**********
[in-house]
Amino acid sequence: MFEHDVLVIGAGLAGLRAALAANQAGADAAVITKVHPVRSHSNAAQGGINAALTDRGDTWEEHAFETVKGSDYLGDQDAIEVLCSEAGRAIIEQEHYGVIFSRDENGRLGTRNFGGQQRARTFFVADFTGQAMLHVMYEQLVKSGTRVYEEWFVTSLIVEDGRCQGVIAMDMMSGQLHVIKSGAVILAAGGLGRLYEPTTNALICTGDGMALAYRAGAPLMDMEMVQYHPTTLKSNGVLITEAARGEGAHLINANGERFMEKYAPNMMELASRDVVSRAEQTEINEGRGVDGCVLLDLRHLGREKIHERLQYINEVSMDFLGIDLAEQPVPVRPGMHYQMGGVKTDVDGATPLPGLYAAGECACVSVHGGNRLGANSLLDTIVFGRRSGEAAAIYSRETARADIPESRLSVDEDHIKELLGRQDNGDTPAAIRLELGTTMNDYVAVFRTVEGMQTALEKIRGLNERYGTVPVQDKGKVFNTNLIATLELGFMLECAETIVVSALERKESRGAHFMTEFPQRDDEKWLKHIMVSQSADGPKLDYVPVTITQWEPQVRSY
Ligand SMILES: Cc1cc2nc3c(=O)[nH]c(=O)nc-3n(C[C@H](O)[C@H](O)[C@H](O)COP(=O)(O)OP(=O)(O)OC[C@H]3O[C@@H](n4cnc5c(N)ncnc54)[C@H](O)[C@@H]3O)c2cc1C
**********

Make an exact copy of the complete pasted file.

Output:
[in-house]
Amino acid sequence: MFEHDVLVIGAGLAGLRAALAANQAGADAAVITKVHPVRSHSNAAQGGINAALTDRGDTWEEHAFETVKGSDYLGDQDAIEVLCSEAGRAIIEQEHYGVIFSRDENGRLGTRNFGGQQRARTFFVADFTGQAMLHVMYEQLVKSGTRVYEEWFVTSLIVEDGRCQGVIAMDMMSGQLHVIKSGAVILAAGGLGRLYEPTTNALICTGDGMALAYRAGAPLMDMEMVQYHPTTLKSNGVLITEAARGEGAHLINANGERFMEKYAPNMMELASRDVVSRAEQTEINEGRGVDGCVLLDLRHLGREKIHERLQYINEVSMDFLGIDLAEQPVPVRPGMHYQMGGVKTDVDGATPLPGLYAAGECACVSVHGGNRLGANSLLDTIVFGRRSGEAAAIYSRETARADIPESRLSVDEDHIKELLGRQDNGDTPAAIRLELGTTMNDYVAVFRTVEGMQTALEKIRGLNERYGTVPVQDKGKVFNTNLIATLELGFMLECAETIVVSALERKESRGAHFMTEFPQRDDEKWLKHIMVSQSADGPKLDYVPVTITQWEPQVRSY
Ligand SMILES: Cc1cc2nc3c(=O)[nH]c(=O)nc-3n(C[C@H](O)[C@H](O)[C@H](O)COP(=O)(O)OP(=O)(O)OC[C@H]3O[C@@H](n4cnc5c(N)ncnc54)[C@H](O)[C@@H]3O)c2cc1C